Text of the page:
A method that uses liquid metal to make an elastic material that is impenetrable to both gases and liquids has been created by an international team of researchers. The material can be used to package valuable technology that needs to be protected from gases, including flexible batteries.
“This is an important step because there has long been a trade-off between elasticity and being impervious to gases,” says Michael Dickey, co-corresponding author of a paper on the work and the Camille & Henry Dreyfus Professor of Chemical and Biomolecular Engineering at North Carolina State University. “Basically, things that were good at keeping gases out tended to be hard and stiff. And things that offered elasticity allowed gases to seep through. We’ve come up with something that offers the desired elasticity while keeping gases out.”
A gallium-indium eutectic alloy (EGaIn) is used in the novel method. Eutectic refers to an alloy with a lower melting point than its component elements. The EGaIn is liquid at room temperature in this instance. A thin coating of EGaIn was produced by the researchers, who then covered it with an elastic polymer. Glass microbeads were placed on the polymer's internal surface to prevent the liquid coating of EGaIn from pooling. The end result is essentially a liquid metal-lined elastic bag or sheath that is impermeable to gases and liquids, reports Matt Shipman at NCSU News.
By measuring how much liquid content was allowed to evaporate and how much oxygen was permitted to escape from a sealed container made of the novel material, the researchers were able to determine how successful the material was. “We found that there was no measurable loss of either liquid or oxygen for the new material,” says Tao Deng, co-corresponding author and Zhi Yuan Chair Professor at Shanghai Jiao Tong University.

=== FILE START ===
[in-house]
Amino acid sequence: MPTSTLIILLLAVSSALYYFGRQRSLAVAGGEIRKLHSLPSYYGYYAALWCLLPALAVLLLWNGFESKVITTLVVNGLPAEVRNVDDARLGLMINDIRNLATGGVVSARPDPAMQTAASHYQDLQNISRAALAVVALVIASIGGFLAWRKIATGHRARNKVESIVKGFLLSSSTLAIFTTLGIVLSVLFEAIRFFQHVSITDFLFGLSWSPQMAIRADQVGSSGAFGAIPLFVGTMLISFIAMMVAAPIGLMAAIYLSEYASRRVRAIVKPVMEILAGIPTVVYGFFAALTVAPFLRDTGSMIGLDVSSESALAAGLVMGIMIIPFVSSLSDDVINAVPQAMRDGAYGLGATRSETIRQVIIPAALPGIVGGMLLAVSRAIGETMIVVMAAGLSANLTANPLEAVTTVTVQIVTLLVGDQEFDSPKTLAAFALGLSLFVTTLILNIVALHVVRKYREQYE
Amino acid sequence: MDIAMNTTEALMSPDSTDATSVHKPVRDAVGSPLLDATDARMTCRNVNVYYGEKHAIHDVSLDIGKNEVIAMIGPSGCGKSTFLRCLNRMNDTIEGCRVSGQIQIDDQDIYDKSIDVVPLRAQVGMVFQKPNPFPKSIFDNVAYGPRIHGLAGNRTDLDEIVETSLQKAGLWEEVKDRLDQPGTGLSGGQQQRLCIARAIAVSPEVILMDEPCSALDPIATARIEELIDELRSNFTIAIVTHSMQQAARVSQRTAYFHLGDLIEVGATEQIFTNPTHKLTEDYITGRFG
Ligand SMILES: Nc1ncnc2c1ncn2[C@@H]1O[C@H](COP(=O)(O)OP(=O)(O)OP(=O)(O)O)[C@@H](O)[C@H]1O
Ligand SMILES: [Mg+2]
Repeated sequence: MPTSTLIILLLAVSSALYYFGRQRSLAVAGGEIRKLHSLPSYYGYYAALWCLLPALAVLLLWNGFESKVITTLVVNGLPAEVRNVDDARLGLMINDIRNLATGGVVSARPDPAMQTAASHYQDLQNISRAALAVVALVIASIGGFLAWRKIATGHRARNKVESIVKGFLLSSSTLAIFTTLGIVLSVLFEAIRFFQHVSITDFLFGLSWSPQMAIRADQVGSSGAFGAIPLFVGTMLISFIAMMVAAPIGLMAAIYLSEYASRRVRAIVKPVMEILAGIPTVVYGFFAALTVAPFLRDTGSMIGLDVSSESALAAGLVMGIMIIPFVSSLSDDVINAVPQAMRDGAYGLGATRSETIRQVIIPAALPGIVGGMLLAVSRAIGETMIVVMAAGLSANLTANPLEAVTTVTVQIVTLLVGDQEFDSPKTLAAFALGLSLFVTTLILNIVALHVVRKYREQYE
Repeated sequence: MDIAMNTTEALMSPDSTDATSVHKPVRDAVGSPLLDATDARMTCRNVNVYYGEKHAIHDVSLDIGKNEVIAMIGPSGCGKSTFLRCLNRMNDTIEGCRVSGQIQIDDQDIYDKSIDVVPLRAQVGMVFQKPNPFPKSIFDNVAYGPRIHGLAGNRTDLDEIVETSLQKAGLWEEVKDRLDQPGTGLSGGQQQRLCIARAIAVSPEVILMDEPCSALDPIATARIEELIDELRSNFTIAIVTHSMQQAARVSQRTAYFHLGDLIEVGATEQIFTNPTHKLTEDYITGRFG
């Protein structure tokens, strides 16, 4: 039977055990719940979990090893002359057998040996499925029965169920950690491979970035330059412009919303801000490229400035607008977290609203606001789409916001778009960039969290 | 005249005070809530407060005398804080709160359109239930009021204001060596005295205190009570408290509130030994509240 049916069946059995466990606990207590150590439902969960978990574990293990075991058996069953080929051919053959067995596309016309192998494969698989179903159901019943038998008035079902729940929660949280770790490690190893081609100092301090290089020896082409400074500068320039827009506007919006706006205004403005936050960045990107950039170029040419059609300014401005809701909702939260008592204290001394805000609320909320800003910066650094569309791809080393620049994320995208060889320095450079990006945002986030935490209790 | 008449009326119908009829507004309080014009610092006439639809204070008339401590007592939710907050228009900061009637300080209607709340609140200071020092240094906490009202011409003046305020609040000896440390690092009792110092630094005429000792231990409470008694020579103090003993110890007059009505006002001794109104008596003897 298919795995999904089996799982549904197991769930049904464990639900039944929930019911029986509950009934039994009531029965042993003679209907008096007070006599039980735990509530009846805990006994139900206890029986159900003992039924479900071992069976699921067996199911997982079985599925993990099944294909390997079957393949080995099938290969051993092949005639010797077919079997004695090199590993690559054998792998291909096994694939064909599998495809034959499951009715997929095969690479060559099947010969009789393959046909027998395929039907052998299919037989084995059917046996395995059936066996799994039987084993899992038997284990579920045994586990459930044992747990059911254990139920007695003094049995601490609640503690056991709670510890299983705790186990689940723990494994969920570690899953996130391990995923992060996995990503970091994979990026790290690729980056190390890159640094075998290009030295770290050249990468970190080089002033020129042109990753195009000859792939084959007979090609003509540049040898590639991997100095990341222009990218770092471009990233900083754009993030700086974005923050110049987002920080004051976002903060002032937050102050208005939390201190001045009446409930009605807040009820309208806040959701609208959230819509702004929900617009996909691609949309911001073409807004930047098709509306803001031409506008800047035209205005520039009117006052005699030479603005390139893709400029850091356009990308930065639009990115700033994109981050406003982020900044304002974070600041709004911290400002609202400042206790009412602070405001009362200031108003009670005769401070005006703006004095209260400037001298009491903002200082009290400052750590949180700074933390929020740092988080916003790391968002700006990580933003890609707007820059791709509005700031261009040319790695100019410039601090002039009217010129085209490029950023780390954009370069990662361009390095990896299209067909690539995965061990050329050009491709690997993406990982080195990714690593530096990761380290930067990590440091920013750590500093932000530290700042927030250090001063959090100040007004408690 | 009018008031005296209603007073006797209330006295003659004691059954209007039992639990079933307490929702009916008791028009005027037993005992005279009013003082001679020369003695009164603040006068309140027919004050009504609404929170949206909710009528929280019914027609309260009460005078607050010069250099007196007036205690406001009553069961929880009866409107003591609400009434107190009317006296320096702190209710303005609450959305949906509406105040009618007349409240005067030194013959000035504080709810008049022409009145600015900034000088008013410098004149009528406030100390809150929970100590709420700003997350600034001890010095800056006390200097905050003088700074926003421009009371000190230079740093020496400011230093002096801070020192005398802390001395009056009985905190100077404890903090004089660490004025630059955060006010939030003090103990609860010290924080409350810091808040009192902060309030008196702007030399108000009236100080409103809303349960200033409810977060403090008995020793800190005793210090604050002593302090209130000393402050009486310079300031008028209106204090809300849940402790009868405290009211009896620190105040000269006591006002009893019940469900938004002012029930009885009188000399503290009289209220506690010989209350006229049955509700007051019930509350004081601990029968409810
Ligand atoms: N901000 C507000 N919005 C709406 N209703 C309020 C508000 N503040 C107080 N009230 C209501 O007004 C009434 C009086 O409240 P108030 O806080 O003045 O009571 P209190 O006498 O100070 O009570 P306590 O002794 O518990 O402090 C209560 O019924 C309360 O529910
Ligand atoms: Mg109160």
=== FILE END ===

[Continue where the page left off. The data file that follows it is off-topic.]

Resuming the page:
The researchers are also conscious of the costs associated with manufacturing the new material. “The liquid metals themselves are fairly expensive,” Deng says. “However, we’re optimistic that we can optimize the technique – for example, making the EGaIn film thinner – in order to reduce the cost. At the moment, a single package would cost a few dollars, but we did not attempt to optimize for cost so there is a path forward to drive cost down.”
The researchers are currently exploring testing options to determine whether the material is actually an even more effective barrier than they’ve been able to show so far. “Basically, we reached the limit of the testing equipment that we had available,” Dickey says. “We’re also looking for industry partners to explore potential applications for this work. Flexible batteries for use with soft electronics is one obvious application, but other devices that either use liquids or are sensitive to oxygen will benefit from this technology.”